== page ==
The Growth and Job Creation theme focuses on understanding the dynamics of economic growth and job creation.
Recently completed projects studied the creative destruction of micro and small enterprises (Micro and Small Firm Death in Developing Countries) and the investment climate (Doing Business) (Job Quality Framework, Getting Water and Sewerage Connections in 31 Mexican States and Mexico City).
Highlight: Job Quality Framework
This project provides quantitative measures on the quality of employment, structured in a new Job Quality Framework as part of the Doing Business Report.
The flagship publication of the World Bank Group has been presenting data on labor market regulation for the past decade. For the first time, the report goes beyond the concept of efficiency and labor market flexibility and focuses on measuring the quality of employment. Through years of extensive consultations with experts and practitioners in the field, it became evident that a comprehensive data set should also provide information on job quality, given that both aspects of labor laws are important for private sector development, productivity, and social cohesion.
The new data provides information on the key aspects of job quality stipulated by labor laws in 190 economies. The data include the following job quality frameworks: hiring, working, social protection, and workplace relations.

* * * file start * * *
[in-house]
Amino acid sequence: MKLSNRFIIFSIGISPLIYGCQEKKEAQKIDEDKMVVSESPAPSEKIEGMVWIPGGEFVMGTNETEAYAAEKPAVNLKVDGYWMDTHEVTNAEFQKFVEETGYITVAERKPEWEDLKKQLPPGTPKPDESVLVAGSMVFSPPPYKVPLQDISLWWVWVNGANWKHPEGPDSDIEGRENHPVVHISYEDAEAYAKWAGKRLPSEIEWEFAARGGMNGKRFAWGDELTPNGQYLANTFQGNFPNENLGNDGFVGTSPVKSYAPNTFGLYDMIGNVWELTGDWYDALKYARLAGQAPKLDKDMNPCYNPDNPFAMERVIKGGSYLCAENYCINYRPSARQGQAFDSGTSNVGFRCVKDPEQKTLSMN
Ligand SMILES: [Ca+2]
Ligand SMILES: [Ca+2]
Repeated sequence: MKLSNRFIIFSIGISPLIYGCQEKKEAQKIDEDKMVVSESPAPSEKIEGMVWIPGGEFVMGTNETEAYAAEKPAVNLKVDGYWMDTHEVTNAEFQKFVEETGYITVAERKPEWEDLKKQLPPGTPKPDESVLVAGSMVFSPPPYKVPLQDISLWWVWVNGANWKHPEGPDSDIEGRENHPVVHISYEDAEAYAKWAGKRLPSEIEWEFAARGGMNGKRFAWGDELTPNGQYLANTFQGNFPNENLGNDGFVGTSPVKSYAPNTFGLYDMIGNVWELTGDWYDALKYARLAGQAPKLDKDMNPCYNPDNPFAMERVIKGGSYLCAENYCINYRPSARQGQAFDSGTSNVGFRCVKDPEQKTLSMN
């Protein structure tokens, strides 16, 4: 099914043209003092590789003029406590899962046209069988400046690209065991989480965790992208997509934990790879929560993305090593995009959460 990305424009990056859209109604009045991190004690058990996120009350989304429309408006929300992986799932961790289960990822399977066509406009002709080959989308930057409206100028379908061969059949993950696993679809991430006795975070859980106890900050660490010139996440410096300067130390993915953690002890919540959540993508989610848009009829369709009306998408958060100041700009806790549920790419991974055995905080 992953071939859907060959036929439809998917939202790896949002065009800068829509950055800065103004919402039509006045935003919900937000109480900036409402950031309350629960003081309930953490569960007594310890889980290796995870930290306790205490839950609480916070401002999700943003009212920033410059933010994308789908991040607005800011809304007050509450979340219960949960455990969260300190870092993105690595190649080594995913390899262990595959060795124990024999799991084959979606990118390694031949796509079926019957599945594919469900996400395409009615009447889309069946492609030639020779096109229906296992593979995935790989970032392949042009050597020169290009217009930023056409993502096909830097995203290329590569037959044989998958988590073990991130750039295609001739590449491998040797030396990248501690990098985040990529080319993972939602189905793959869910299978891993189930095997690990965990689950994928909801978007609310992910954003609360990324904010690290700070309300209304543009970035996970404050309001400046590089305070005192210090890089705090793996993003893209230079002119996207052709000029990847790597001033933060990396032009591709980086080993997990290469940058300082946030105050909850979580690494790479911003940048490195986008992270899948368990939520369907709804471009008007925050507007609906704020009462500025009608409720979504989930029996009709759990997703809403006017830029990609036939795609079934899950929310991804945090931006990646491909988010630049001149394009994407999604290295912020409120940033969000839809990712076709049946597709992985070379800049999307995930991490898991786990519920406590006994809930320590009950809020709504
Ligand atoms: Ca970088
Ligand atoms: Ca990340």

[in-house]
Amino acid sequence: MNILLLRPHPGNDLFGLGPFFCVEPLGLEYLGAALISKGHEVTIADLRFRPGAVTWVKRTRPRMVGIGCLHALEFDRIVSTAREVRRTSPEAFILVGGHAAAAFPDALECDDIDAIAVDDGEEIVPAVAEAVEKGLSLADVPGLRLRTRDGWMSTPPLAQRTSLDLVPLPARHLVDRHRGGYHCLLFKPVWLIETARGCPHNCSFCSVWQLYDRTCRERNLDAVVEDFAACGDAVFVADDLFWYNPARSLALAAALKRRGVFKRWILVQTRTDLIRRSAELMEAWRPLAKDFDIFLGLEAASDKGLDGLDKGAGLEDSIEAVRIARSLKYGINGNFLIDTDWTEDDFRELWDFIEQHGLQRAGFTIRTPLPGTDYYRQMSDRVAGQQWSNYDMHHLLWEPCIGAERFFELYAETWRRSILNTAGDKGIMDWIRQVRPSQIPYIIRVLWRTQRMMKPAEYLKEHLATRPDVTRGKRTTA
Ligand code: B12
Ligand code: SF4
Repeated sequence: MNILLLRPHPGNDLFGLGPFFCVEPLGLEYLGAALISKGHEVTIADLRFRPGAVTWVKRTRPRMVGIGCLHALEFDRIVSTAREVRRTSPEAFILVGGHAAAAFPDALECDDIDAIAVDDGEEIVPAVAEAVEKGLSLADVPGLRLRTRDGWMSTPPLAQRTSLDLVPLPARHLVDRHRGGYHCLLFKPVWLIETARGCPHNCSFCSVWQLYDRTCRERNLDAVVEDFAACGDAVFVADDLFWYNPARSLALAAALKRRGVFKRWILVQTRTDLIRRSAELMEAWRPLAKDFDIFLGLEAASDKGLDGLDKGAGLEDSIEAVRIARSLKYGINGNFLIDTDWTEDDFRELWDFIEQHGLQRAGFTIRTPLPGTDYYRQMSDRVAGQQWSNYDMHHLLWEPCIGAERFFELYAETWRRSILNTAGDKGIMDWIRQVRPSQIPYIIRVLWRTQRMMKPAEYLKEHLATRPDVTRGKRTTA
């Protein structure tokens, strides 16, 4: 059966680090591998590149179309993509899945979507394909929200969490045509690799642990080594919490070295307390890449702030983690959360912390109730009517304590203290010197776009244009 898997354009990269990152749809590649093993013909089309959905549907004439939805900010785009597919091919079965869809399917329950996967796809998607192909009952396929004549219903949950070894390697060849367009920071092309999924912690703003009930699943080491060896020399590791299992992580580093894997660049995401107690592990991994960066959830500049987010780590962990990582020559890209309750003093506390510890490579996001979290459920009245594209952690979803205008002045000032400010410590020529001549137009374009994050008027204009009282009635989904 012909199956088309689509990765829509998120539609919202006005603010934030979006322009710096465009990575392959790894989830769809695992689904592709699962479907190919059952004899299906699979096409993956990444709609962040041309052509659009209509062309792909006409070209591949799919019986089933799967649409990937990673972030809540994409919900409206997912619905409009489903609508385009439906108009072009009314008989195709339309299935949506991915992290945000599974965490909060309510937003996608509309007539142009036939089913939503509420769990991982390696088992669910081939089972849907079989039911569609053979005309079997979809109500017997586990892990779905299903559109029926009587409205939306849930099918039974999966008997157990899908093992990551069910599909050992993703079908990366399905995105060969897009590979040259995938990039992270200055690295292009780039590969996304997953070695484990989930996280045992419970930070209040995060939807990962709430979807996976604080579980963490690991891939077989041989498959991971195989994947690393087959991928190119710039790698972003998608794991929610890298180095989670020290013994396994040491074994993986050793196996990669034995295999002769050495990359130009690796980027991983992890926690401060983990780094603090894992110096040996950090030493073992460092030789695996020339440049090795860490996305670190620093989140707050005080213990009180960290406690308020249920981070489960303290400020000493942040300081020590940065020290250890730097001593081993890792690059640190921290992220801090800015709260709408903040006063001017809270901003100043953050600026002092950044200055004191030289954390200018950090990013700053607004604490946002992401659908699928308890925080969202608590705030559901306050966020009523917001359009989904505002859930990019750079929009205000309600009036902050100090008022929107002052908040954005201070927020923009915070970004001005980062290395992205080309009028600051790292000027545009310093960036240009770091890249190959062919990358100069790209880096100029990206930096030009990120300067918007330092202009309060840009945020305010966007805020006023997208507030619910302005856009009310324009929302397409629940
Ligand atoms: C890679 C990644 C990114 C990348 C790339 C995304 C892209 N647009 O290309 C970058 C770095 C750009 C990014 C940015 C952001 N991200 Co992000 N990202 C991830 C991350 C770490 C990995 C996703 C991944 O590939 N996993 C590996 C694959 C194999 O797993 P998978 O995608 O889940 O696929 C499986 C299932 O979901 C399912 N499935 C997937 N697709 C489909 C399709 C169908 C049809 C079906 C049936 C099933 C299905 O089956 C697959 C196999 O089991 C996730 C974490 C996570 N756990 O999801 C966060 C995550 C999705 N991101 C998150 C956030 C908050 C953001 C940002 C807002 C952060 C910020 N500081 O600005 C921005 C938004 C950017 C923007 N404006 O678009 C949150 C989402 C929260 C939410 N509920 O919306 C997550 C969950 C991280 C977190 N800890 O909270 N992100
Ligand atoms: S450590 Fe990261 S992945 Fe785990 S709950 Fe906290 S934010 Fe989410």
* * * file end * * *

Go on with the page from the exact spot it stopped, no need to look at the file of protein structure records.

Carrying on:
The team produced a case study on the quality of jobs using new data from 190 economies in 2016. Some highlights include:
· Regulation is essential for the efficient functioning of labor markets and worker protection. Labor market rules can potentially have an impact on economic outcomes. Doing Business data show that rigid employment regulation is associated with higher levels of informality. By contrast, weak labor market rules can result in discrimination and poor treatment of workers.
· The challenge for governments in developing labor policies is to strike the right balance between worker protection and flexibility.
· Regulation of labor markets differs significantly by income group. Low-income and lower-middle-income economies tend to have stricter employment protection regulation than more developed economies.
· One reason for more rigid employment protection legislation in low-income and lower-middle-income economies is the lack of unemployment insurance. None of the low-income economies and only 23 percent of lower-middle-income economies have unemployment protection stipulated in the law.
The full case study entitled “Labor Market Regulation: What Can We Learn from Doing Business Data?” is published in the annex of the Doing Business Report 2017.
Since the introduction of the job quality data, the Doing Business team has had substantial engagements with representatives from Kuwait, the United Arab Emirates, Kazakhstan, the Arab Republic of Egypt, Jordan, and Guatemala.
Last Updated: Dec 12, 2017